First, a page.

Washington has no intention of allowing the crisis in Ukraine to be resolved. Having failed to seize the country and evict Russia from its Black Sea naval base, Washington sees new opportunities in the crisis.
This week, markets are likely to focus on US ISM Nonmanufacturing, services and composite PMIs in the Euro area (expect increases), ECB’s Monetary Policy Decision (expect no change in policy until further ahead), and Congressional testimony by Fed’s Yellen.
While there may be some confusion about why massive bond buying greeted yesterday's "better than expected" loss of 209 jobs in the 25-54 age group, dragging stocks down, the answer is actually very simple: there is a war in the Ukraine.
As the EU seeks a closer association with Moldova, the 97% pro-Russian state of Transnistria (that we first warned was next here) is accelerating its move towards independence. As Bloomberg reports, despite condemnation by Moldova's government of the "direct defiance", the Transnistria Assembly has approved an appeal to Russia to recognize the region's independencee. Neighboring Romania is "worried" and there are growing 'actions' by the so-called "Supreme Soviet" in the region's capital. But, according to local news wires, there is a much bigger thing for government to worry about - modeling politicians.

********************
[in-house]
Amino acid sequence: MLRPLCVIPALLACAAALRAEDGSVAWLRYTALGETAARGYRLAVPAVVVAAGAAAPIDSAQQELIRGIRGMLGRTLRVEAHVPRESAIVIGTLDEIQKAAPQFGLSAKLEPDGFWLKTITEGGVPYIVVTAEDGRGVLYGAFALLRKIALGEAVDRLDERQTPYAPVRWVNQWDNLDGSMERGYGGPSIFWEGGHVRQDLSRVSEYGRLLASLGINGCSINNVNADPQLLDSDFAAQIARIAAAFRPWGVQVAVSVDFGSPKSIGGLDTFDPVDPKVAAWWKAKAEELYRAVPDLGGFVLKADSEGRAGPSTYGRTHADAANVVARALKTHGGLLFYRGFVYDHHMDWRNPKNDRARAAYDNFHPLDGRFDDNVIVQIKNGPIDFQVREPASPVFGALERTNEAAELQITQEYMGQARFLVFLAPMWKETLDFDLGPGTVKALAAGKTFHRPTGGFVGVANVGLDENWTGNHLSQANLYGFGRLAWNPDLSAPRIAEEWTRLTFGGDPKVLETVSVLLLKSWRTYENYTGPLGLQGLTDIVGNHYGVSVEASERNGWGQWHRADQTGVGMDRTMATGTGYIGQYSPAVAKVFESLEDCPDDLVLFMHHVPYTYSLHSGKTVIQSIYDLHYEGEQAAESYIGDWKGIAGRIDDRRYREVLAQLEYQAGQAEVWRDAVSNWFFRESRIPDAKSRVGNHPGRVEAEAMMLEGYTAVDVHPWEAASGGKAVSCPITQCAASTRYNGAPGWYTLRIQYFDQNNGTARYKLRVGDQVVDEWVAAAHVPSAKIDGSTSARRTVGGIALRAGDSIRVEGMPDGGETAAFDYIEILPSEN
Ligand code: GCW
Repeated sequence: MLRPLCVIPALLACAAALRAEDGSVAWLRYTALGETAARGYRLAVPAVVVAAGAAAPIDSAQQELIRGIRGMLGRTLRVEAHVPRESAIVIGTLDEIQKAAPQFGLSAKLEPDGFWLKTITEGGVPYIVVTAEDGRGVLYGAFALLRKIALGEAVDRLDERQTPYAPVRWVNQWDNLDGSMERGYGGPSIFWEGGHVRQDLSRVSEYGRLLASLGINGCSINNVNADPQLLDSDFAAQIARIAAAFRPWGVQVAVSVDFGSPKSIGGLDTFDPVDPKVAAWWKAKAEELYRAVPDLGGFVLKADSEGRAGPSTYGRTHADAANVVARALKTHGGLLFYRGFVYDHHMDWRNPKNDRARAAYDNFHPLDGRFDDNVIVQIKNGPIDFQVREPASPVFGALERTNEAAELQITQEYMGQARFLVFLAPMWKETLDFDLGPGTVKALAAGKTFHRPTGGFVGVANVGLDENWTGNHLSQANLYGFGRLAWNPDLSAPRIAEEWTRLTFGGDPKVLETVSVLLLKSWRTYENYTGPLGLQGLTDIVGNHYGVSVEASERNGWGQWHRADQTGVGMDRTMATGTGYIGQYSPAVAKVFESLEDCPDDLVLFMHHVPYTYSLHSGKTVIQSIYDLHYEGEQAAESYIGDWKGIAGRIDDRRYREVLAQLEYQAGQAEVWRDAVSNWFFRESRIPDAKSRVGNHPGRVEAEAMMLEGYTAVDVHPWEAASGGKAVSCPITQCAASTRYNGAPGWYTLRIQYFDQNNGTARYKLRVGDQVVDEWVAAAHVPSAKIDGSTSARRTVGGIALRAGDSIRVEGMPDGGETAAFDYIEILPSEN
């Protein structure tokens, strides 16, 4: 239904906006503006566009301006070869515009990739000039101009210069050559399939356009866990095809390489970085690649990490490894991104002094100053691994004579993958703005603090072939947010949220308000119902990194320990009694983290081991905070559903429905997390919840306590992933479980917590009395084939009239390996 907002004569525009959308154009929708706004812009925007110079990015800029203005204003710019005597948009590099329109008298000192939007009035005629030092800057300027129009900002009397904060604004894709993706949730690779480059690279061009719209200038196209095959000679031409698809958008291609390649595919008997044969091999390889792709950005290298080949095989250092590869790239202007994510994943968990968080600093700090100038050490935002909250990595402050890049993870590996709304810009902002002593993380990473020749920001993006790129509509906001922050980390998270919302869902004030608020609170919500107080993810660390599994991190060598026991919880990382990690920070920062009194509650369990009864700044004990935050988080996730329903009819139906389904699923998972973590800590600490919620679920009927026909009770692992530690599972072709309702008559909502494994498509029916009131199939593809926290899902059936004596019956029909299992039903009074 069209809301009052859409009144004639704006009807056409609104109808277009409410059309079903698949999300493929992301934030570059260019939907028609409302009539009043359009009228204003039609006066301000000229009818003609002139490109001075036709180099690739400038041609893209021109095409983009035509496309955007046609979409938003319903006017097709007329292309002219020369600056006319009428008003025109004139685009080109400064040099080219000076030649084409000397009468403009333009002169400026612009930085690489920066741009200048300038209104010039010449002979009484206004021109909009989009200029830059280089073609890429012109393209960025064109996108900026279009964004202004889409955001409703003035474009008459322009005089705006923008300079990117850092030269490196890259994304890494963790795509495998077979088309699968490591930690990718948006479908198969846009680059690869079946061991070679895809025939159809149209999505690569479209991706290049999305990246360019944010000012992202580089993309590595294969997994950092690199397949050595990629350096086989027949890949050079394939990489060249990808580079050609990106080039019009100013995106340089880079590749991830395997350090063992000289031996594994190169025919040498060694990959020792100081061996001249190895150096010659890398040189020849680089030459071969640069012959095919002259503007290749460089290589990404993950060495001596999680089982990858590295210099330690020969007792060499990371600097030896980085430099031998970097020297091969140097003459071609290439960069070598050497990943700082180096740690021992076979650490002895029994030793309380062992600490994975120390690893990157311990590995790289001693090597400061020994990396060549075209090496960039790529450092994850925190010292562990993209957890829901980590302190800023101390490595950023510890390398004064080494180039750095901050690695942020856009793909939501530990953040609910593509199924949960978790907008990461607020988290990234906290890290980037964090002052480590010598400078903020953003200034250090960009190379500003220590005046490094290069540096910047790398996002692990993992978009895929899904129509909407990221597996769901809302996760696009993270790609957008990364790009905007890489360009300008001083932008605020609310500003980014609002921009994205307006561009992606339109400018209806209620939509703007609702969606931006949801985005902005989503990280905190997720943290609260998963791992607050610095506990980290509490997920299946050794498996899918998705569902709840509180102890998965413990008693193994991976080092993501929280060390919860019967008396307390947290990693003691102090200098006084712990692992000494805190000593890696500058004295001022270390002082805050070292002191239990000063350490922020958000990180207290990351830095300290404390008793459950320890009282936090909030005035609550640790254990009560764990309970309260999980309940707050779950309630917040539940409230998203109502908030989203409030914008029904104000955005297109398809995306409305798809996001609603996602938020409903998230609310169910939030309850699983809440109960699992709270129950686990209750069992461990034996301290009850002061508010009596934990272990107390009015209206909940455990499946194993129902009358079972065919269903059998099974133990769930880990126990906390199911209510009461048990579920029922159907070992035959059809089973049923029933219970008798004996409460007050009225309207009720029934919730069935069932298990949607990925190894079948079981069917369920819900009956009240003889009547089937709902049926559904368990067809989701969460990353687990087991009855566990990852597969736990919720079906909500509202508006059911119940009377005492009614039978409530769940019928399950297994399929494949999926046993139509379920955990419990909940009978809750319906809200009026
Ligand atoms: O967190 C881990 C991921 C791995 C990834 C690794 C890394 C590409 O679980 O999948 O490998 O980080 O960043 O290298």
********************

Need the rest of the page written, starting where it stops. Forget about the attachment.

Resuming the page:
As we reported last Friday, a second US warship, the destroyer Donald Cook, crossed the Bosphorus last week and entered the Black Sea at precisely the time when NATO was arguing that its encroaching presence around Russia should not spook anyone. Apparently it spooked someone, namely Russia, which over the weekend decided to give the Americans a warm welcome. As AP reports, "A U.S. military official says a Russian fighter jet made multiple, close-range passes near an American warship in the Black Sea for more than 90 minutes Saturday amid escalating tensions in the region."
- Russia's Gazprom says Ukraine did not pay for gas on time (Reuters)
- Ukraine Moves to Keep Control in East (BBG)
- Banks Set to Report Lower Earnings as Debt Trading Slumps (BBG)
- More DeGeners and Obama selfies needed: Samsung's lower first-quarter estimate highlights smartphone challenges (Reuters)
- Citi Is Bracing to Miss a Profit Target (WSJ)
- Another slam from GM? Safety group calls for U.S. probe of Chevy Impala air bags (Reuters)
- Japan drugmaker Takeda to fight $6 billion damages imposed by U.S. jury (Reuters)
- EU court rules against requirement to keep data of telecom users (Reuters)